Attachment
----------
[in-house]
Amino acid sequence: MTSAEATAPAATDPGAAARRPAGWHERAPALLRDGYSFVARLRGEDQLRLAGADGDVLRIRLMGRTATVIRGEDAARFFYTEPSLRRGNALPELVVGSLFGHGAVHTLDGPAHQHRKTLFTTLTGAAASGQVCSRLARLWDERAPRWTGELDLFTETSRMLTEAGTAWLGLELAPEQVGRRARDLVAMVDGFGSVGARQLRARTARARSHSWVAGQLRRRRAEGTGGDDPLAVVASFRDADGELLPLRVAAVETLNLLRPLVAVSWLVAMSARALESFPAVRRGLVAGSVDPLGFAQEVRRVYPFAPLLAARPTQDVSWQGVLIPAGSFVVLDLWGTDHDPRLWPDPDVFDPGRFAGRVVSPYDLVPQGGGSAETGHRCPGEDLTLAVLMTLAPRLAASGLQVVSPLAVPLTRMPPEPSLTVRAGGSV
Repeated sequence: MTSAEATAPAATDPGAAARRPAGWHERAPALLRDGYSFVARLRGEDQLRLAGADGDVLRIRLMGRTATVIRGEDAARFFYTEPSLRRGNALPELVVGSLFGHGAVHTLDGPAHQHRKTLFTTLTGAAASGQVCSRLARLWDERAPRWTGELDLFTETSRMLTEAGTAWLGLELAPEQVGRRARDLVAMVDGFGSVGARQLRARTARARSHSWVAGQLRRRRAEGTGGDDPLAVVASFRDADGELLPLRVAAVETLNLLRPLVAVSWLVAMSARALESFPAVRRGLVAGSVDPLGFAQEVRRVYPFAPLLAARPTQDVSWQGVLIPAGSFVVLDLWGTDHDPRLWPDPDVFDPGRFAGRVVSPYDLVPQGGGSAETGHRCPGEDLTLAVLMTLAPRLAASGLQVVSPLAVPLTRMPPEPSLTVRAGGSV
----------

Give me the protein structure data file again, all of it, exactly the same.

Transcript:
[in-house]
Amino acid sequence: MTSAEATAPAATDPGAAARRPAGWHERAPALLRDGYSFVARLRGEDQLRLAGADGDVLRIRLMGRTATVIRGEDAARFFYTEPSLRRGNALPELVVGSLFGHGAVHTLDGPAHQHRKTLFTTLTGAAASGQVCSRLARLWDERAPRWTGELDLFTETSRMLTEAGTAWLGLELAPEQVGRRARDLVAMVDGFGSVGARQLRARTARARSHSWVAGQLRRRRAEGTGGDDPLAVVASFRDADGELLPLRVAAVETLNLLRPLVAVSWLVAMSARALESFPAVRRGLVAGSVDPLGFAQEVRRVYPFAPLLAARPTQDVSWQGVLIPAGSFVVLDLWGTDHDPRLWPDPDVFDPGRFAGRVVSPYDLVPQGGGSAETGHRCPGEDLTLAVLMTLAPRLAASGLQVVSPLAVPLTRMPPEPSLTVRAGGSV
Repeated sequence: MTSAEATAPAATDPGAAARRPAGWHERAPALLRDGYSFVARLRGEDQLRLAGADGDVLRIRLMGRTATVIRGEDAARFFYTEPSLRRGNALPELVVGSLFGHGAVHTLDGPAHQHRKTLFTTLTGAAASGQVCSRLARLWDERAPRWTGELDLFTETSRMLTEAGTAWLGLELAPEQVGRRARDLVAMVDGFGSVGARQLRARTARARSHSWVAGQLRRRRAEGTGGDDPLAVVASFRDADGELLPLRVAAVETLNLLRPLVAVSWLVAMSARALESFPAVRRGLVAGSVDPLGFAQEVRRVYPFAPLLAARPTQDVSWQGVLIPAGSFVVLDLWGTDHDPRLWPDPDVFDPGRFAGRVVSPYDLVPQGGGSAETGHRCPGEDLTLAVLMTLAPRLAASGLQVVSPLAVPLTRMPPEPSLTVRAGGSV